How to Start Your InfoSec Career

This month’s podcast is hosted by Andrew, Luke, Zack, and Lane.

News Items:

How to Start Your InfoSec Career:

Goal: Share with you some of my experience in InfoSec so you can make more informed decisions entering your careers.  This is targeting those looking into get started in an InfoSec career path.

  • Find your passion with technology
    • Most important thing in this field.  This stuff requires a lot of after hours time and if you aren’t passionate its really hard to keep up.

Below is a quick overview of common roles in InfoSec so you can know where to get started.  Note: Not all roles, just a high-level summary.

Network Analysts Roles: Focus on analyzing network communications for malicious or anomalous activity

    • Common entry-level – Great for college grads!
    • Skills: Scripting, Linux, understanding of basic TCP/IP, pcap tools (tcpdump, wireshark, etc.), IDS tools (Snort, Bro, etc.)
    • In short you find bad guys, it is very cool work if you like detail and thinking outside of the box.

Security Administrators Roles: Focuses on managing/deploying security appliances/tools, and often a catch-all term which will blend help desk/sys admin work with the role (depending on the organization)

    • Can be entry-level -> Often career progression from sys admin/support role, but again this highly depends on the organization
    • Skills: Scripting
    • You may be managing enterprise AV, Firewalls, spam filters, IPS/IDS appliance, etc.
    • This can be a very hands on role and is normally focused more of deploying/maintenance of tools vs. analysis of data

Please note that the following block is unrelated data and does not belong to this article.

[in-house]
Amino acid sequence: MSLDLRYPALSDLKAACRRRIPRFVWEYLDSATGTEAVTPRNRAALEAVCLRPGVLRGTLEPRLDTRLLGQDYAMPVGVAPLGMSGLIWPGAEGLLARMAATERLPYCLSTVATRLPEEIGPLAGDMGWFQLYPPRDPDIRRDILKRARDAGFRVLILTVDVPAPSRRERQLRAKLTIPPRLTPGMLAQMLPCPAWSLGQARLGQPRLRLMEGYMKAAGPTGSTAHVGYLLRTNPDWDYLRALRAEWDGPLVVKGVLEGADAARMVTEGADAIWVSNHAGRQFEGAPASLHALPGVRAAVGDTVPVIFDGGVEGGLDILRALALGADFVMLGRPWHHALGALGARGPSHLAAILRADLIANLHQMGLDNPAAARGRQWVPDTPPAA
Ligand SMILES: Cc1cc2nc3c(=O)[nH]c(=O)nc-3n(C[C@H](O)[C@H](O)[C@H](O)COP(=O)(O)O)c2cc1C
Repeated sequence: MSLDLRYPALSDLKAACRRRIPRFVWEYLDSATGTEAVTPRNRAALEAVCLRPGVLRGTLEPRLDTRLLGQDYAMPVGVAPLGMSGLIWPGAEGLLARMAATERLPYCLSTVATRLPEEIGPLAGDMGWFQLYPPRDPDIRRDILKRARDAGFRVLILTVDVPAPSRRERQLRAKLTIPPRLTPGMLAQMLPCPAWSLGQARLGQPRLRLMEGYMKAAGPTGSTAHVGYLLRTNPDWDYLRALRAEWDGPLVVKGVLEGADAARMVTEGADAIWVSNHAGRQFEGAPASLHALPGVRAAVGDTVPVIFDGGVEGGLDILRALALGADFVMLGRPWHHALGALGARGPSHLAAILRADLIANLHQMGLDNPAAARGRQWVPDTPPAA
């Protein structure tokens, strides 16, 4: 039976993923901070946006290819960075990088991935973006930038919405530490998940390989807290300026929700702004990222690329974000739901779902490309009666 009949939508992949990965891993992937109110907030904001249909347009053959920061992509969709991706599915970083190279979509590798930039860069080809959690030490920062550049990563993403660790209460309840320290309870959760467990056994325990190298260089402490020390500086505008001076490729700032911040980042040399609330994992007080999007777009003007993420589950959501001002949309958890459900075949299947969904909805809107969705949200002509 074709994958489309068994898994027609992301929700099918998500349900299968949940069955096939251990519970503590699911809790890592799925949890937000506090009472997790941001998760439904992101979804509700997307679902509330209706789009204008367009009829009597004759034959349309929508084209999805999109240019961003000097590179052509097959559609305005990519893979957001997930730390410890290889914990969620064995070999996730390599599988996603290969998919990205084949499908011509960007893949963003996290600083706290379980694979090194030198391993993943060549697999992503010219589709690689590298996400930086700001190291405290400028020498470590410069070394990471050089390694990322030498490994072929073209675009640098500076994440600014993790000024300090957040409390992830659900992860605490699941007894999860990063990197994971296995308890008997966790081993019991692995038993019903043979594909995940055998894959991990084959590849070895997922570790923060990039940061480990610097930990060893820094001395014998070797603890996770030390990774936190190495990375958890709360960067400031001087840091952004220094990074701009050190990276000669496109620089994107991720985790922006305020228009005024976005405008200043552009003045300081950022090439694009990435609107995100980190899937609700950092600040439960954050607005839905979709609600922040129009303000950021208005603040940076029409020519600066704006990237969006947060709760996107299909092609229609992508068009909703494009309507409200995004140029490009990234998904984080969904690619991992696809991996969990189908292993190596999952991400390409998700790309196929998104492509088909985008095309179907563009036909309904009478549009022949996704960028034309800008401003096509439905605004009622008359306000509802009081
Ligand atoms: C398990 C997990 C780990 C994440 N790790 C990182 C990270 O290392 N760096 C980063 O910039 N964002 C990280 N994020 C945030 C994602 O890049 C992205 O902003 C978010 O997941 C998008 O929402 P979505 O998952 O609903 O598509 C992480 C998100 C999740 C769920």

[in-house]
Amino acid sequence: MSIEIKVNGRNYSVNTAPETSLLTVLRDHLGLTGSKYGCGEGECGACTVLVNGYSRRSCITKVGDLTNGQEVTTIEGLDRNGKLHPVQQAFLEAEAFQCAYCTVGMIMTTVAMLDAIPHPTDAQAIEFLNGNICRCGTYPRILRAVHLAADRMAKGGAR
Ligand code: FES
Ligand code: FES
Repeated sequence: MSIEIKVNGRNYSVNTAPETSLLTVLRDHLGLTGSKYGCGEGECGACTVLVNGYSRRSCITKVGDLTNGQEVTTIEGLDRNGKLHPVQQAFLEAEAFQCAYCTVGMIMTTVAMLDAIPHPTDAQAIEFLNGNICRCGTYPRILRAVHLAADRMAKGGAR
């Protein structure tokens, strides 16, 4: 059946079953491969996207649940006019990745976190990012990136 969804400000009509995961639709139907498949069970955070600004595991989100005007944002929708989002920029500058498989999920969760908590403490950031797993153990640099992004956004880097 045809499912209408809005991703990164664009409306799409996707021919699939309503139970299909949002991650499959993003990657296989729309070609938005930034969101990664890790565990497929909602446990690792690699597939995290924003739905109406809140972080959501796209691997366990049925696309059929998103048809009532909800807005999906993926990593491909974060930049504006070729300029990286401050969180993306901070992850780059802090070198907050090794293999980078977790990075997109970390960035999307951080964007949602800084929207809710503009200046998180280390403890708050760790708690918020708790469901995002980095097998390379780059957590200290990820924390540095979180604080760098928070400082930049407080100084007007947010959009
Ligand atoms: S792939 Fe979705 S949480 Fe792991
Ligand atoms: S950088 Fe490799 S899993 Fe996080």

Security Assessment Roles (Auditors, Penetration Testers, Red Teams, Blue Teams,  Vulnerability Analysts, etc.): Focuses on finding vulnerabilities and helping organizations understand risk to prioritize remediation efforts.

    • Common entry-level (for vuln analysts)
    • Skills: Scripting, Knowledge of the technology that you’ll be assessing (OSs, Routers, Switches, Firewalls, web apps, etc.), vulnerability enumeration tools (Nessus, Nmap, Burp Suite, Metasploit, etc.)
    • Penetration Tester Roles (Trying to break stuff/Hack companies) is not normally an entry-level role

Malware Analysis Roles (Analysts, Reverse Engineer’s): Role is designed to analyze how some sample of software works to determine if it’s malicious and extract how it works + indicators of compromise (IOCs).

Developer Roles – In huge demand because many lack coding skills.  Normally if you’re a developer in security you’ll be focusing on secure coding practices, or developing tools to support automation for assessment teams, or network defenders.